The lower wings of the Acroduster SA-700/750 were directly attached to the lower fuselage at two wing root attachment points on each side. The upper wings incorporated the left, right and centre sections. The centre section was attached to the fuselage by eye bolts that then connected to the cabane struts and roll braces. The wings were externally braced against each other using flying wires, landing wires, and interplane struts (Figure 3). In flight, the lower wing outboard sections were supported by the upper-wing outboard sections through the interplane struts and flying wires.
Source: Starduster, annotated by the ATSB
Upper wing to fuselage attachment
Cabane struts and roll braces were provided to support and attach the centre-section of the upper wing to the fuselage. Eye bolts had been manufactured to thread into the upper portion of each cabane strut and completed the attachment between the upper-wing centre section and the cabane struts. The eye bolts were adjustable in length through their threaded section (Figure 4).
Source: Supplied, annotated by the ATSB
Site and wreckage information
The wreckage of VH-YEL was distributed over a distance of about 2.4 km, oriented in a north-west to south-east direction. The main wreckage consisted of the fuselage, tail section, and outer-wing sections, attached to the fuselage by the flying wires. The majority of the scattered debris consisted of wooden sections of wing structures, fabric from the wing skins, panels and perspex from the windshield. The largest sections that had separated from the fuselage were the left lower wing outboard section and the upper-wing centre section (Figure 5).
Source: Google Earth, annotated by the ATSB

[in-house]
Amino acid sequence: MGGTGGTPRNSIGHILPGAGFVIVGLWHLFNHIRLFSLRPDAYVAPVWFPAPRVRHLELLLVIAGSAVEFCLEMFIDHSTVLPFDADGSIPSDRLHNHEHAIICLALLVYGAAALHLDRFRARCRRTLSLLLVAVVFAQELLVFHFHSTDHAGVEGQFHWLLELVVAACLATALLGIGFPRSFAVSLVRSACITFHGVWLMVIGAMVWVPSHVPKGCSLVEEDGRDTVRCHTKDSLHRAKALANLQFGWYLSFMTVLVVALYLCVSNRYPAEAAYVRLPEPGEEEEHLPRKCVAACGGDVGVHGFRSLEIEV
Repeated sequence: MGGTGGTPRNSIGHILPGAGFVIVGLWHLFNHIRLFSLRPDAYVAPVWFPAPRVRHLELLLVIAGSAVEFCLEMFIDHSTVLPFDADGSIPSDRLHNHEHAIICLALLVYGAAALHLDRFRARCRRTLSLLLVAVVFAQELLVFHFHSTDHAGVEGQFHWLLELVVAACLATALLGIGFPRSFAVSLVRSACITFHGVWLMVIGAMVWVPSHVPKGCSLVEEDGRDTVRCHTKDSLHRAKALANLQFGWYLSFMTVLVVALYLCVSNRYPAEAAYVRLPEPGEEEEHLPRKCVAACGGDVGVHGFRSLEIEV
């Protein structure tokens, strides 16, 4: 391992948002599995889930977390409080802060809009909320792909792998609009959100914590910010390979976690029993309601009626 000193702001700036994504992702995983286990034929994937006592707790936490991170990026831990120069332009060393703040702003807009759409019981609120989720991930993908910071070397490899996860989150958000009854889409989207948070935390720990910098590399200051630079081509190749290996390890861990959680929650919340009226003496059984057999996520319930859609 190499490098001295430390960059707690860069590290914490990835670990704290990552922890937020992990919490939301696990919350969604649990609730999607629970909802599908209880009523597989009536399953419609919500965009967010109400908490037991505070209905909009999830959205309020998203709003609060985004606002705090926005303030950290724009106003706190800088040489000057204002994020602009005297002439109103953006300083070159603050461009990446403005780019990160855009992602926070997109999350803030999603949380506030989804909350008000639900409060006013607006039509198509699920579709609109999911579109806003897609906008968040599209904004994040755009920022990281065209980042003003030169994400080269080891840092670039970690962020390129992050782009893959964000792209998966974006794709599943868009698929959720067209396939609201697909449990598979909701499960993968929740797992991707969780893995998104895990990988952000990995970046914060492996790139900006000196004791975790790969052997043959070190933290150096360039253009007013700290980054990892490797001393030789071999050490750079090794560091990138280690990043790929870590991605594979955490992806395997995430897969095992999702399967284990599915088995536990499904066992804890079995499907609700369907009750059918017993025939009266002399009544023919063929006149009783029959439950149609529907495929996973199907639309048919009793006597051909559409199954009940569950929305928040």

The main wreckage was recovered by barge at the changing of the tide and was transported to a secure storage facility for examination. The aircraft parts were reconstructed for the examination (Figure 6). The examination revealed:
- The majority of the parts were accounted for with the exception of the right interplane strut.
- The aircraft flight controls had no pre-impact defects identified.
- The fuselage, wings, flying and landing wires had no pre-impact defects identified.
- The forward cabane strut upper-wing attachment point eye bolts to the centre-wing structure were examined and fatigue cracks were identified in the fracture surfaces.
All of the cabane struts, roll braces and attaching hardware were retained for more detailed examination. Figure 7 shows the right-side cabane struts and roll brace, and the area notated as Detail A (also see Figure 8) shows the fractured upper-wing attachment point.
Preliminary technical examination of retained components
Technical examination of the cabane struts from the centre-wing structure of the aircraft confirmed that there was fatigue cracking on the fracture surfaces of the eye bolts that had been fitted in the upper-wing forward position on the left and right cabane struts. The fatigue cracking had initiated in the thread root of each eye bolt at its termination into the cabane strut.
The right eye bolt had sustained fatigue cracking through about 90 per cent of the cross-section, and the left eye bolt had sustained about 40 per cent fatigue cracking through its cross-section. Final fracture of the eye bolts had occurred instantaneously by overstress due to a reduction in overall tensile strength (Figure 8 and Figure 9).